Regardless of whether or not your baby's spit up warrants watchful waiting or medical intervention, there are some simple feeding suggestions that can help you deal with the situation at hand.

Here are 5 tips to reduce your baby's spit up:

  • Avoid overfeeding. Like a gas tank, fill baby's stomach it too full (or too fast) and it's going to spurt right back out at you. To help reduce the likelihood of overfeeding, feed your baby smaller amounts more frequently.

  • Burp your baby more frequently. Extra gas in your baby's stomach has a way of stirring up trouble. As gas bubbles escape, they have an annoying tendency to bring the rest of the stomach's contents up with them. To minimize the chances of this happening, burp not only after, but also during meals.

  • Limit active play after meals and hold your baby upright. Pressing on a baby's belly right after eating can up the odds that anything in his stomach will be forced into action. While tummy time is important for babies, postponing it for a while after meals can serve as an easy and effective avoidance technique.

  • Consider the formula. If your baby is formula feeding, there's a possibility that his formula could be contributing to his spitting up. While some babies simply seem to fare better with one formula over another without having a true allergy or intolerance, an estimated 5% of babies are genuinely unable to handle the proteins found in milk or soy formula―a condition called milk-soy protein intolerance (MSPI). In either case, spitting up may serve as one of several cues your baby may give you that it's time to discuss alternative formulas with your pediatrician. If your baby does have a true intolerance, a 1- or 2-week trial of hypoallergenic (hydrolyzed) formula designed to be better tolerated might be in store.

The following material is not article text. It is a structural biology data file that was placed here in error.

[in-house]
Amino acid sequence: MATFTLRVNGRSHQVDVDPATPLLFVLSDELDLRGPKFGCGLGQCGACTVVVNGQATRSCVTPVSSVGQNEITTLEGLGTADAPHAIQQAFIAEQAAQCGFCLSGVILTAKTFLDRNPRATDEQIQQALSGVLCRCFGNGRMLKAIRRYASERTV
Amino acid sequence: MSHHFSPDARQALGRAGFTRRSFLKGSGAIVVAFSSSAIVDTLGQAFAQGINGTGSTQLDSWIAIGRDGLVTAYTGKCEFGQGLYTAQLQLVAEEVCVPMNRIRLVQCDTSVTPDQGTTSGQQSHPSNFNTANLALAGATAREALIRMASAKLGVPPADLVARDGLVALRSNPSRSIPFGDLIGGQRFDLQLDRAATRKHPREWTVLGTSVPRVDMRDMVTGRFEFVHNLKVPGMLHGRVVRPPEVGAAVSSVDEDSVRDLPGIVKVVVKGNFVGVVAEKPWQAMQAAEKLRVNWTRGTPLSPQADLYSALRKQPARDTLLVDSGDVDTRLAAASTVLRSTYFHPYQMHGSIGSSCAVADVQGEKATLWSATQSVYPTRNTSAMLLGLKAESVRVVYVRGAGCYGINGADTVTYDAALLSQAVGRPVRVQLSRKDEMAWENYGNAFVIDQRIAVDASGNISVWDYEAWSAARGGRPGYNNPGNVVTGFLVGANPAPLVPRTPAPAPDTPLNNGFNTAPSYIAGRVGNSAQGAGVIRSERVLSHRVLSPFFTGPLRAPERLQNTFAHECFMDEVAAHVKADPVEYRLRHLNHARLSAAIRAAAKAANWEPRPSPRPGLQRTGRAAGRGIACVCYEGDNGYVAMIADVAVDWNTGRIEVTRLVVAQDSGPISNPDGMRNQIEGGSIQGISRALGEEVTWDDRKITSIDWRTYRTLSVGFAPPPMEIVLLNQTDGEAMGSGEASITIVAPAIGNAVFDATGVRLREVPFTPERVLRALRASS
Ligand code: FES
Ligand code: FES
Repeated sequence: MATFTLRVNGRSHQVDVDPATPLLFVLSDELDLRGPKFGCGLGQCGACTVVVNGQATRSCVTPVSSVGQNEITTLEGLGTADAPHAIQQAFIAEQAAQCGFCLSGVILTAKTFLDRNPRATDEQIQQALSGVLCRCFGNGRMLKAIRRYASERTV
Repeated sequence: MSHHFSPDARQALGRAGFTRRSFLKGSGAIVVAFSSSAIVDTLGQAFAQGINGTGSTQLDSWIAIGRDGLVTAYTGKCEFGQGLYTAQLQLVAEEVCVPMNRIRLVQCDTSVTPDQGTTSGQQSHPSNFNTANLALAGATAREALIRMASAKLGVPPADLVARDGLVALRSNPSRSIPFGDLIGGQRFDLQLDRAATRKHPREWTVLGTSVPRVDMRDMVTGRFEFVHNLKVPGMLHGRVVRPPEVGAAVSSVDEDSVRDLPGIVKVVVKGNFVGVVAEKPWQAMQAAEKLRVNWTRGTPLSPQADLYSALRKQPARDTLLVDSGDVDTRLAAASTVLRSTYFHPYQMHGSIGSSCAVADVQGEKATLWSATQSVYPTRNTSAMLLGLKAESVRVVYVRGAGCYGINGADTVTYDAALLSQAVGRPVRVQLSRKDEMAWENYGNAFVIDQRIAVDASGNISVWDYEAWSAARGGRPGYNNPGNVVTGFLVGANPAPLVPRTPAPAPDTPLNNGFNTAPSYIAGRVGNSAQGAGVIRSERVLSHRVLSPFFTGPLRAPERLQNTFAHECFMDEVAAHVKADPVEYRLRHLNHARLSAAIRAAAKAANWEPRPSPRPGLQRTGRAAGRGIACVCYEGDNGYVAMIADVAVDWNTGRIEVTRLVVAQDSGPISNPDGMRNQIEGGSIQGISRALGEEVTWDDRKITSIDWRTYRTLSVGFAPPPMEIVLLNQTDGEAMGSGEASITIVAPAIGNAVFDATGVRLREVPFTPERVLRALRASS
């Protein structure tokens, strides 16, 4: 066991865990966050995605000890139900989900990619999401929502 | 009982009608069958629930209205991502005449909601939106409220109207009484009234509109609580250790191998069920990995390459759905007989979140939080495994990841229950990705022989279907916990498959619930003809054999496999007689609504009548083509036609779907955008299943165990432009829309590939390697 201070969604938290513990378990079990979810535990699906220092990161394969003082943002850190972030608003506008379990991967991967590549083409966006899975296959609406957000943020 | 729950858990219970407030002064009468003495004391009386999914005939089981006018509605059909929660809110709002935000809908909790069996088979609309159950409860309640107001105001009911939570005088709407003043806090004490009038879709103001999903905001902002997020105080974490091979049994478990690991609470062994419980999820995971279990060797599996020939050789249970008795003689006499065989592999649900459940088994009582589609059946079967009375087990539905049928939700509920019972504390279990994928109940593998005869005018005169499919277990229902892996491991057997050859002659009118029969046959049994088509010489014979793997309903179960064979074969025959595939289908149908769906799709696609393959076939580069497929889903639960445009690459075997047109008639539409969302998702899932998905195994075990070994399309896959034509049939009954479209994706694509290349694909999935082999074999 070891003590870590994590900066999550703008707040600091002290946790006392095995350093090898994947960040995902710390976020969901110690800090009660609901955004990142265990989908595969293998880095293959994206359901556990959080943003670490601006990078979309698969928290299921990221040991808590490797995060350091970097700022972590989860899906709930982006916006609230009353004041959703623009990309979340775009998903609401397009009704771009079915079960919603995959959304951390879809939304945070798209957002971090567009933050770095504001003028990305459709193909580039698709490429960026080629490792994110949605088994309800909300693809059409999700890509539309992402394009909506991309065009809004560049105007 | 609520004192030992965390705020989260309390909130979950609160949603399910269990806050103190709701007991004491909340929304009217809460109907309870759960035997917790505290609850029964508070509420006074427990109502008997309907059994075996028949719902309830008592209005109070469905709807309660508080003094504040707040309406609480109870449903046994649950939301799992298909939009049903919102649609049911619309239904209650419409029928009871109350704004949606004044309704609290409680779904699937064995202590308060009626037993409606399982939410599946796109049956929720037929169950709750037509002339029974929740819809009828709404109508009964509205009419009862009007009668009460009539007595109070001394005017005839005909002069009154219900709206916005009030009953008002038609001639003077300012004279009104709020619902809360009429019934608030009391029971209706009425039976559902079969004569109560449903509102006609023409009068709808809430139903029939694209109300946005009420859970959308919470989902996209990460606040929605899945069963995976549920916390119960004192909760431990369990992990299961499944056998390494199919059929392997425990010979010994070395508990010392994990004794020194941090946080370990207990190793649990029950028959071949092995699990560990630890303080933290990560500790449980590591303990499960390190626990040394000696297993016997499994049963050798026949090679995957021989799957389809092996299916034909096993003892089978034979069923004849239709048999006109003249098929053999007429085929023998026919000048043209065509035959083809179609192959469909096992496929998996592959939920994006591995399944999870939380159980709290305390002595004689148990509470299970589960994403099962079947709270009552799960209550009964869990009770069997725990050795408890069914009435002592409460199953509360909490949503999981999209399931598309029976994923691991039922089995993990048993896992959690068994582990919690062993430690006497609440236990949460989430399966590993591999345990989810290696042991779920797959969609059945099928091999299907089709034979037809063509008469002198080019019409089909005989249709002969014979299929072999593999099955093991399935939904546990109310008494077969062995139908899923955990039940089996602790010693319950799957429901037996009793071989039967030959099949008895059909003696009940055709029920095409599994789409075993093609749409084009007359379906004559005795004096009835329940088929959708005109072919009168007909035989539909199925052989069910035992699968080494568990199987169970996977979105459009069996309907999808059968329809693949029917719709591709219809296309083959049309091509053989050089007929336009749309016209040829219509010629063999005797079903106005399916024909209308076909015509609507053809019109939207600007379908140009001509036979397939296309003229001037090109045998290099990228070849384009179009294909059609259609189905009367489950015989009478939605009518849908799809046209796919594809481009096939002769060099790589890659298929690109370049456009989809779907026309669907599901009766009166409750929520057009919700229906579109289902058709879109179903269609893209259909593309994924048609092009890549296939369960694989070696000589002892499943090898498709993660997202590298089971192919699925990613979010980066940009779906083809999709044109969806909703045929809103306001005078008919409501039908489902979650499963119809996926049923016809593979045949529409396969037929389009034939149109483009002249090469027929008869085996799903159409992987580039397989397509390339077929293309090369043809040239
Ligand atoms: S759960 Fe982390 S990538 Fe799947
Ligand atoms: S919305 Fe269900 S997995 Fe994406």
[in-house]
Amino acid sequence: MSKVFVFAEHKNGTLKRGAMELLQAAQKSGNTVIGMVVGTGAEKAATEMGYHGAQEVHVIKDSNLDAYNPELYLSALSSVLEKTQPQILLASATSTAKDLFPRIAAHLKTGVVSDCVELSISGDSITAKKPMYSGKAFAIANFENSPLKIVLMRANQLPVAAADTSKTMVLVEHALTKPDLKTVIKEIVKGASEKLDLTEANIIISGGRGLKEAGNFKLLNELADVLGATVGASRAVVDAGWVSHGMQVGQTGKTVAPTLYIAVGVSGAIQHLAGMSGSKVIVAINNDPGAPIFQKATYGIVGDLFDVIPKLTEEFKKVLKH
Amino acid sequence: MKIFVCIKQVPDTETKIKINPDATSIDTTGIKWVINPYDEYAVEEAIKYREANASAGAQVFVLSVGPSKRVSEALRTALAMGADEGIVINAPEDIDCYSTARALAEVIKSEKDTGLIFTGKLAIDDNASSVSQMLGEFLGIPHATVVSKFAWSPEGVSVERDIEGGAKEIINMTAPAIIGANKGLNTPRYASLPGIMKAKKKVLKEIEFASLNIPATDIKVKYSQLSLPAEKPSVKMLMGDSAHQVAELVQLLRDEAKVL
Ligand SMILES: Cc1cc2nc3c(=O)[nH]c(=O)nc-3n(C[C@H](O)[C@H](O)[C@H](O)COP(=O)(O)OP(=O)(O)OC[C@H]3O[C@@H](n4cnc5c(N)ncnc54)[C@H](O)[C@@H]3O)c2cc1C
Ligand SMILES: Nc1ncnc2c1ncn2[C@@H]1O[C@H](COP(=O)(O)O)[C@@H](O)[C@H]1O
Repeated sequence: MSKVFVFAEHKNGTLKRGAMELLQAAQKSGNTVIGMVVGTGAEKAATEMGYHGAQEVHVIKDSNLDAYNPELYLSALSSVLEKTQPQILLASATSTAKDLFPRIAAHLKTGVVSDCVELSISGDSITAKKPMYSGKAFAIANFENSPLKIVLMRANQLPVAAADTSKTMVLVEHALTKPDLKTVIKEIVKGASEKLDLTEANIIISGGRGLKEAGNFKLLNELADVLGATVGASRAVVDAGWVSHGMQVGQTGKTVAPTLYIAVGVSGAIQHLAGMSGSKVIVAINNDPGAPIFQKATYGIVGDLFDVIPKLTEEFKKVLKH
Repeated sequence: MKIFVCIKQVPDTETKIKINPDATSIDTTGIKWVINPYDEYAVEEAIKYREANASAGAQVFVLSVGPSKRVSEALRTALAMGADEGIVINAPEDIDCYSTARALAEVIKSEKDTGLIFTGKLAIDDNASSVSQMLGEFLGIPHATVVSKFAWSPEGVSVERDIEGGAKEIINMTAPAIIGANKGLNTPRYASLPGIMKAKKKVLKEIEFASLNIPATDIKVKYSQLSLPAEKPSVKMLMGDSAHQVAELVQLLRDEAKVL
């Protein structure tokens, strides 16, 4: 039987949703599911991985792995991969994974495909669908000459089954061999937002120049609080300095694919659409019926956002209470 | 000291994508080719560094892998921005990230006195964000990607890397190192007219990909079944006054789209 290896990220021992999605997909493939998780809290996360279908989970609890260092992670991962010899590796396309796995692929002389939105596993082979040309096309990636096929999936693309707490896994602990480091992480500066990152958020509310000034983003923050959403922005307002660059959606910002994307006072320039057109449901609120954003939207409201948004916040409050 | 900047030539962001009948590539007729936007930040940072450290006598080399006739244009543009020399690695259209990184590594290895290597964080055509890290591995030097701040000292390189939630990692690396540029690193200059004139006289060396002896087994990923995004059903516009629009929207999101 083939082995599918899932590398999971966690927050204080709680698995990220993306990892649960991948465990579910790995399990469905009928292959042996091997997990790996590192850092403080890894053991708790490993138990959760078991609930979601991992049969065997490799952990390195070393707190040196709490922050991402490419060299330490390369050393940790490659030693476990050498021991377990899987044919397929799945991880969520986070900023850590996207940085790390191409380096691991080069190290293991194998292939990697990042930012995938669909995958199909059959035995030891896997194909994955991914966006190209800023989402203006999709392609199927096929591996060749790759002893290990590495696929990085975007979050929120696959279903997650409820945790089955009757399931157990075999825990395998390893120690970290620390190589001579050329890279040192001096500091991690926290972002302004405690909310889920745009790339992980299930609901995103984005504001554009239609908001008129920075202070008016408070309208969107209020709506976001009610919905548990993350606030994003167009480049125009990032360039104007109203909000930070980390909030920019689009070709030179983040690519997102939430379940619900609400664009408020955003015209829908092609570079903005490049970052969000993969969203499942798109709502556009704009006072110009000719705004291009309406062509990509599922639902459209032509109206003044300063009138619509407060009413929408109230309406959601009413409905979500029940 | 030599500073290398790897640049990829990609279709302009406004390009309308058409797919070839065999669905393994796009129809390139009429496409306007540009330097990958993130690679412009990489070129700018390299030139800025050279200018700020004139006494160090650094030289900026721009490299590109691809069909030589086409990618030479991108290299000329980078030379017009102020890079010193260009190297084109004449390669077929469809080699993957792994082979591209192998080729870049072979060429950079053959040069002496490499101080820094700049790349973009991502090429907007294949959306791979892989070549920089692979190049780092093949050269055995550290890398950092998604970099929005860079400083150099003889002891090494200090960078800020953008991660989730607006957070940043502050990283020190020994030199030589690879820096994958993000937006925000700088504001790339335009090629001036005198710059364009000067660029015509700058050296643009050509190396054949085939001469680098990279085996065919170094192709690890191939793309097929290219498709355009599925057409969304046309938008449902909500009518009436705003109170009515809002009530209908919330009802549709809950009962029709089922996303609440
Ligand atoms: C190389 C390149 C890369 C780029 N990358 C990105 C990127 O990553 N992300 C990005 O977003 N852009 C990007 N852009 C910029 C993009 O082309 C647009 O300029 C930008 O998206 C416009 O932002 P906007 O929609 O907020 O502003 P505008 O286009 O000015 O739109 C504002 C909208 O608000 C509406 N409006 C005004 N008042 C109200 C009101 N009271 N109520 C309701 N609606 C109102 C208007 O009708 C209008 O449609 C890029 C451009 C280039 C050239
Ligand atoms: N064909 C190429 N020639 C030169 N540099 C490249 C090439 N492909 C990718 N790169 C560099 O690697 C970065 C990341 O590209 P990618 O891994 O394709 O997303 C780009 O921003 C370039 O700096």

• Try a little oatmeal. Giving babies cereal before 6 months is generally not recommended—with one possible exception. Babies and children with dysphagia or reflux, for example, may need their food to be thicker in order to swallow safely or reduce reflux. In response to concerns over arsenic in rice, the American Academy of Pediatrics (AAP) now recommends parents of children with these conditions use of oatmeal instead of rice cereal. See Oatmeal: The Safer Alternative for Infants & Children Who Need Thicker Food for more information.

Remember:

The best way to reduce spit up is to feed your baby before he or she gets very hungry. Gently burp your baby when he or she takes breaks during feedings. Limit active play after meals and hold your baby in an upright position for at least 20 minutes. Always closely supervise your baby during this time.

Additional Information:


Last Updated
4/9/2019
Source
American Academy of Pediatrics (Copyright © 2019)
The information contained on this Web site should not be used as a substitute for the medical care and advice of your pediatrician. There may be variations in treatment that your pediatrician may recommend based on individual facts and circumstances.
Facebook Twitter Google + Pinterest